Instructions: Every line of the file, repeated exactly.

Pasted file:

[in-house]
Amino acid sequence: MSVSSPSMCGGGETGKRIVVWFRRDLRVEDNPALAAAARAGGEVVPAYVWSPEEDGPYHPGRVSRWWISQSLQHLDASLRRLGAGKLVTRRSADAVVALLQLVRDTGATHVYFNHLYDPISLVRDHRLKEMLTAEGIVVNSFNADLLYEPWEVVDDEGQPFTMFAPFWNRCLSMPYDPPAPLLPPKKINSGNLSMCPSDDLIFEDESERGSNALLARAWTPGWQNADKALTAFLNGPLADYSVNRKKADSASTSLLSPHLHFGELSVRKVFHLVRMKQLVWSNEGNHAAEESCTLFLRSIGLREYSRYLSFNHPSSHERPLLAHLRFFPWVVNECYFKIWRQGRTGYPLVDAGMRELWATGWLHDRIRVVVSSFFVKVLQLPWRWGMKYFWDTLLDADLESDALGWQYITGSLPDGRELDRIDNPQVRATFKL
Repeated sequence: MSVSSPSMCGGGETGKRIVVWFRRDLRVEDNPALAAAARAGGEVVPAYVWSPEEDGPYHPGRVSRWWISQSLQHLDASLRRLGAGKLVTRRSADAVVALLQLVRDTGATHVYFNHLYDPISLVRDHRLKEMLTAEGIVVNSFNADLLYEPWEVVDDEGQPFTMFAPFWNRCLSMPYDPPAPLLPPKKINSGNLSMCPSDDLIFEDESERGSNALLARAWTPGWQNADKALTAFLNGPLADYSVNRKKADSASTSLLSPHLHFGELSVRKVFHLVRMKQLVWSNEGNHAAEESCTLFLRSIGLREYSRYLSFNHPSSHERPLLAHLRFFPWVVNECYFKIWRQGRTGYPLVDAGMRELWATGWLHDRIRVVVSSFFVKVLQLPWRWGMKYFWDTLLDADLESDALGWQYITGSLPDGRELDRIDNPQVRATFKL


[in-house]
Amino acid sequence: MSVSSPSMCGGGETGKRIVVWFRRDLRVEDNPALAAAARAGGEVVPAYVWSPEEDGPYHPGRVSRWWISQSLQHLDASLRRLGAGKLVTRRSADAVVALLQLVRDTGATHVYFNHLYDPISLVRDHRLKEMLTAEGIVVNSFNADLLYEPWEVVDDEGQPFTMFAPFWNRCLSMPYDPPAPLLPPKKINSGNLSMCPSDDLIFEDESERGSNALLARAWTPGWQNADKALTAFLNGPLADYSVNRKKADSASTSLLSPHLHFGELSVRKVFHLVRMKQLVWSNEGNHAAEESCTLFLRSIGLREYSRYLSFNHPSSHERPLLAHLRFFPWVVNECYFKIWRQGRTGYPLVDAGMRELWATGWLHDRIRVVVSSFFVKVLQLPWRWGMKYFWDTLLDADLESDALGWQYITGSLPDGRELDRIDNPQVRATFKL
Repeated sequence: MSVSSPSMCGGGETGKRIVVWFRRDLRVEDNPALAAAARAGGEVVPAYVWSPEEDGPYHPGRVSRWWISQSLQHLDASLRRLGAGKLVTRRSADAVVALLQLVRDTGATHVYFNHLYDPISLVRDHRLKEMLTAEGIVVNSFNADLLYEPWEVVDDEGQPFTMFAPFWNRCLSMPYDPPAPLLPPKKINSGNLSMCPSDDLIFEDESERGSNALLARAWTPGWQNADKALTAFLNGPLADYSVNRKKADSASTSLLSPHLHFGELSVRKVFHLVRMKQLVWSNEGNHAAEESCTLFLRSIGLREYSRYLSFNHPSSHERPLLAHLRFFPWVVNECYFKIWRQGRTGYPLVDAGMRELWATGWLHDRIRVVVSSFFVKVLQLPWRWGMKYFWDTLLDADLESDALGWQYITGSLPDGRELDRIDNPQVRATFKL